(Let me hasten to add that I am not without progeny, for it is well to know the worst at the start.) My father very rarely spoke of his own relatives. I am sure, however, that this was not from any lack of interest in them or any unfriendly spirit towards them, but simply because that was his way. The relatives with whom we lived in more or less immediate contact belonged to my mother's side of the house, and naturally our daily association caused the conversation to turn upon them rather than upon people who were dead or who lived some distance away. Nevertheless I may say that Tucker was an extremely common name in Dartmouth, and that a society now exists in that neighborhood for the special investigation of the Tucker genealogy. It is generally said that all the Tuckers descent from three brothers who came from England. The oldest that I have ever heard mentioned [sic] was named Henry; he settled in Dartmouth about 1669, and has had many namesakes. The common origin of these Tuckers is so remote that the different lives now existing have little more blood in common that have the inhabitants of the same locality who bear other names. As a result, there are many inter-marriages among Tuckers who are not supposed to be related.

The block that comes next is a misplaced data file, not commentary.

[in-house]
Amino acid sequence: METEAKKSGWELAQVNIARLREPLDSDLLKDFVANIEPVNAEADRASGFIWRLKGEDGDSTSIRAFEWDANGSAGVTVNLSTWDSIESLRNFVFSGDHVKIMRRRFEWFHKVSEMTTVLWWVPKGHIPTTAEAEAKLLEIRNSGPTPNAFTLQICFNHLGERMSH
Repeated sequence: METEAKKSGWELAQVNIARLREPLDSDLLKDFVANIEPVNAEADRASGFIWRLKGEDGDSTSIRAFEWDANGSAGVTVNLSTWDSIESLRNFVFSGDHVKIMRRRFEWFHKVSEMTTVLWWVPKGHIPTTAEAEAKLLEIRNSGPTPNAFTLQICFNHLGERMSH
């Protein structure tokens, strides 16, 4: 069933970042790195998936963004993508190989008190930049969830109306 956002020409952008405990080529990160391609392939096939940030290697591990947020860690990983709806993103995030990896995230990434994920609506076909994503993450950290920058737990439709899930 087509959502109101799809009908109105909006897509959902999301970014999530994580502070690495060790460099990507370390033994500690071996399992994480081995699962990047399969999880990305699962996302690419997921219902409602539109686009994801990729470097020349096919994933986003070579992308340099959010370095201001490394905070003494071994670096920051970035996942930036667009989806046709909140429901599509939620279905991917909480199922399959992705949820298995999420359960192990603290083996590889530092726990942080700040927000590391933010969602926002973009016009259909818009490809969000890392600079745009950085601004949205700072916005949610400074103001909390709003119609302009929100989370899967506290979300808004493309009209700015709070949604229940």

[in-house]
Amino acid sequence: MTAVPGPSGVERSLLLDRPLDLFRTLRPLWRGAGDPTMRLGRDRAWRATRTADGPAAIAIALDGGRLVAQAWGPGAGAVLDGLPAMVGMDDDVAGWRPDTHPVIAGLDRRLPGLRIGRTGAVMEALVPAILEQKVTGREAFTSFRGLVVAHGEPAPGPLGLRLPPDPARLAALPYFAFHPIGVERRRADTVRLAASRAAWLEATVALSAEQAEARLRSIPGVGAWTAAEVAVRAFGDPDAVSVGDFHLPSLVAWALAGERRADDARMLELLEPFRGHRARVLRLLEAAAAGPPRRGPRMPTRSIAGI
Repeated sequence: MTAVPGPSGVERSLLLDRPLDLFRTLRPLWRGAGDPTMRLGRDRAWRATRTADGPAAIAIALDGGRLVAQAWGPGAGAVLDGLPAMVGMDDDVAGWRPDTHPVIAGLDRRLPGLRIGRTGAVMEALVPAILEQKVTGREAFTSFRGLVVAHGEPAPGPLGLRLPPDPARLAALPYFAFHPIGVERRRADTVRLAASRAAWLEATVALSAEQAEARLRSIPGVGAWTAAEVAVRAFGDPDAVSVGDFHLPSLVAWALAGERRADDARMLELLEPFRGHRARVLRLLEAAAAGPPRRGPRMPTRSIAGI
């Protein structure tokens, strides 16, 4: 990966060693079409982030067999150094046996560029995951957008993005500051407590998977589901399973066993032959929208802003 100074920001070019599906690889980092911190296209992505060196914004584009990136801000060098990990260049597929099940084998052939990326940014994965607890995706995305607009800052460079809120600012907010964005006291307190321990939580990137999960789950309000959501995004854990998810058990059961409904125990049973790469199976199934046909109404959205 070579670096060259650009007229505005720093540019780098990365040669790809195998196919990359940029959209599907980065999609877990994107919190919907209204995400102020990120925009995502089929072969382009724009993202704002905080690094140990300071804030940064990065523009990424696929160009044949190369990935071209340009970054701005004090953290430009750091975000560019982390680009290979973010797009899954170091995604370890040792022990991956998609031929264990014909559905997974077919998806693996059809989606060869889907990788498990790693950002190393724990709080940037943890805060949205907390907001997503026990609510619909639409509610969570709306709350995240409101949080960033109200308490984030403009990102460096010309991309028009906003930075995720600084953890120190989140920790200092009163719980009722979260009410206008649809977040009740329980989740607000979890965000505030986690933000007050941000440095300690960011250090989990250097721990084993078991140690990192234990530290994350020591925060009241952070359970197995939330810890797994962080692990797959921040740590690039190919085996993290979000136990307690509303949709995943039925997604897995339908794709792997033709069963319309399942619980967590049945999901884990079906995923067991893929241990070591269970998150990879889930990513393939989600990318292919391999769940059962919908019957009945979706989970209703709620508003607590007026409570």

Another peculiarity of the clan appears in the superiority, in general, of the Cummings girls to the Cummings boys. The moment that the Cummings blood began to course through female veins it seemed to do its perfect work. In the two generations represented by mother, mother and myself, nine girls grew to womanhood. One of these I hardly knew; of her, naturally, I cannot speak. But of eight I say with confidence that each proved a thoroughly sound investment. For the twelve boys who grew to manhood so sweeping a statement would not be warranted. The majority, it is true, would pass muster very creditably, but some have little or nothing to their credit, save indeed the procreation of Cummings girls, while still others have proved themselves positive social nuisances. In saying this, of course, I am conscious, though not painfully so, that most people will find in my own person the most convincing proof of the truth of my statement.
It may be that the phenomenon just pointed out is not a peculiarity; perhaps it is characteristic of the human race in general. In any case the fine record of the Cummings girls is something to be proud of, and that their wonderful progenitress, Cynthia Smith Cummings, was indeed proud of it there can be no doubt whatsoever.